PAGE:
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Treating dementia with physical exercise

By: Ryan Davey, PhD  
February 25, 2015
Editors: Ryan Davey, PhD and Lindsay Davey, MScPT, MSc, CDT

abstract representation of dementia

New clinical research suggests that certain types of physical exercise may significantly improve the physical and cognitive symptoms of dementia.

Dementia including Alzheimer’s disease is common in our aging population, and represents a growing burden to our health care system and to the lives of family and friends of those affected. It’s estimated that approximately 33% of people over 65, and 66% of people over 85 are living with some degree of dementia (ref 1).

Treating dementia is not straight forward. Currently, medications to treat dementia show modest benefits, along with a variety of side effects. Sadly, there is so far no clear indication that medications can stop or slow disease progression. Continued investment in pharmaceutical solutions is critical, but given the pace of new drug development, and a spate of recent clinical disappointments, there is a critical need for non-pharmaceutical alternatives to managing dementia. One popular and promising approach is to use physical exercise to help maintain physical and cognitive function, and improve quality of life.

As providers of physiotherapy and rehabilitation services (with a focus on rehabilitative exercise therapy) we find the use of physical exercise to treat dementia very intriguing. Physiotherapists and occupational therapists are experts in goal-oriented, task-specific training for maintaining and improving physical function, and as a group, are well versed in working with individuals who have a cognitive impairment (see Neurological Physiotherapy). That being said, conventionally the primary focus and outcome measures used in the realm of physiotherapy are related to physical performance. More novel is the potential of using exercise therapy to improve cognitive performance.

Physical exercise may have something uniquely valuable to offer here. Studies suggest that even though the ability to learn new information is impaired in individuals with dementia, subconscious learning (learning without being consciously aware that you are) may be relatively preserved, such as learning new motor skills (ability to move your body) and learning to perform physical procedures.

So what does the clinical evidence say?

  1. There is significant evidence that traditional exercise such as walking and resistance training improves physical function in individuals with dementia, including the ability to perform basic life activities like eating, bathing, dressing, etc. Importantly, there is also indication that conventional exercise can help improve cognitive function and quality of life, but proof of this is less definitive.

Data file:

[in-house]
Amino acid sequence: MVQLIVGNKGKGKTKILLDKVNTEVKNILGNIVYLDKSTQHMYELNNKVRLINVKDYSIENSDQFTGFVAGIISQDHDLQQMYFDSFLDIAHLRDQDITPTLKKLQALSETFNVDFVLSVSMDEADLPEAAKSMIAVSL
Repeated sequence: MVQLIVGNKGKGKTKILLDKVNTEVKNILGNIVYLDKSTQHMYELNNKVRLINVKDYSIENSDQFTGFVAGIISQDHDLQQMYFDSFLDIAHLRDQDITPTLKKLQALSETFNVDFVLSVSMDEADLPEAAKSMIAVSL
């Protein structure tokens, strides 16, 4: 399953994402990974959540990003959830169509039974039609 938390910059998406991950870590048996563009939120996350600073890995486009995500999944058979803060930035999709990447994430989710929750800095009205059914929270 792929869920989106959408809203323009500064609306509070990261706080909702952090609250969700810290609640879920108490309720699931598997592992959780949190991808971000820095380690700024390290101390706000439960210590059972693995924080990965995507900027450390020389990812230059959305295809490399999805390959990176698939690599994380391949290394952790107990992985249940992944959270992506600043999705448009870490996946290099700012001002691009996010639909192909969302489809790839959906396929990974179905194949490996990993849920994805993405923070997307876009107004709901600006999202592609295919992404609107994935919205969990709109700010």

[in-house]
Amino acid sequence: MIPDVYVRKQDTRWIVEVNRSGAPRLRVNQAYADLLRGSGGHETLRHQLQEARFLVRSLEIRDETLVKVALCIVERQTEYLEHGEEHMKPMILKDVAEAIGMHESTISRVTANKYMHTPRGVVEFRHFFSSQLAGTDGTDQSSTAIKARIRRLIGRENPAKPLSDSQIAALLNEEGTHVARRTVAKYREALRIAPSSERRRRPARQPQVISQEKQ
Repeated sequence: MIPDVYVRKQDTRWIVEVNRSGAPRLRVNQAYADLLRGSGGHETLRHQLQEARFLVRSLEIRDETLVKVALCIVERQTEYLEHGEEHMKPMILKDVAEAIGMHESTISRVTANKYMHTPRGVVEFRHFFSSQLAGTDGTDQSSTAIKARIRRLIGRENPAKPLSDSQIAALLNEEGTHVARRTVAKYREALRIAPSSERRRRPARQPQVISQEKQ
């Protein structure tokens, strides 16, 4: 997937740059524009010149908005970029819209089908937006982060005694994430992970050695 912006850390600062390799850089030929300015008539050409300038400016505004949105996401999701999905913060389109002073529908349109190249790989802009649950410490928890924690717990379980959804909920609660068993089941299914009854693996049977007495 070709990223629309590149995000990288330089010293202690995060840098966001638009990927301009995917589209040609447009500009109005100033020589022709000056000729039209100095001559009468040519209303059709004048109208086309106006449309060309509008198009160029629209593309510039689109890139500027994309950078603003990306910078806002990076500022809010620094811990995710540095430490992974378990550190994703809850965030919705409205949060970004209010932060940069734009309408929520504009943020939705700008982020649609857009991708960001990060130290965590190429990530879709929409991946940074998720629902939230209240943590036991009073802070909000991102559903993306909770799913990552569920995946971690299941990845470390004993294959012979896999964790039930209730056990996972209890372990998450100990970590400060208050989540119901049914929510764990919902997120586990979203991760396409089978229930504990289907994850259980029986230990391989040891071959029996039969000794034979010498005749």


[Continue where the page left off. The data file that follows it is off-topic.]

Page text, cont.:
2. Similar positive results have been shown with physiotherapy and occupational therapy, which not surprisingly are especially effective at helping patients achieve personalized and goal-oriented improvements in physical function, and consequently quality of life.
  3. Alternative exercise practices (yoga, tai chi, dance, etc.) appear to also show benefits for physical function as well as cognitive function and quality of life for adults with cognitive impairment (as well as those without).

So physical exercise in many forms is a good idea, and shows benefits. But can an optimal exercise program be created, one that will provide clear physical and cognitive benefits? The challenge one quickly faces when reading the literature is that there is a lack of standardization of exercise therapy approaches between research studies (which makes cross-study comparisons difficult), a lack of systematic analysis of the differential benefits of different types of exercise, and a lack of integration of conventional and alternative exercise practices into a dementia-specific rehab plan.

Thankfully, there is strong interest in this area. A recent exciting pilot study out of the University of California San Francisco combined components of conventional exercise and physical/occupational therapy, with alternative exercise practices to create a dementia-specific class, and they test ran the program with a small group of individuals suffering from mild to moderate dementia (ref 2). Importantly, not only did they create an integrative approach, they created the program with an eye to promoting procedural learning by creating a strict and repetitive structure to the class. In fact, the authors remarked that:

“Even when participants did not recall having participated in the class before, their bodies appeared to remember which movements came next in the sequence.”

To top it off, they included aspects of body-awareness (mindfulness meditation) during periods of rest. The results? Their program appears to substantially improve physical performance, cognitive function, and quality of life. The magnitude of these improvements were:

“..substantially larger than what has been observed with currently approved dementia medications… and affects a broader range of outcomes.”

Although the study was a pilot study that was not designed to be able to prove statistical significance, the authors note that the study clearly warrants larger clinical trials, which are hopefully ongoing. The specific details of the exercise program they developed is not yet available, but in our next post we’ll outline some basic guiding principles for developing your own exercise program for treating dementia.

References:

  1. Thies W., Bleiler L. Alzheimer’s Association (2013) 2013 Alzheimer’s disease facts and figures. Alzheimers Dement 9: 208–245.
  2. Barnes, D.E., Mehling, W., et al. Preventing Loss of Independence through Exercise (PLIÉ): A Pilot Clinical Trial in Older Adults with Dementia. PLoS One. 2015 Feb 11;10(2).

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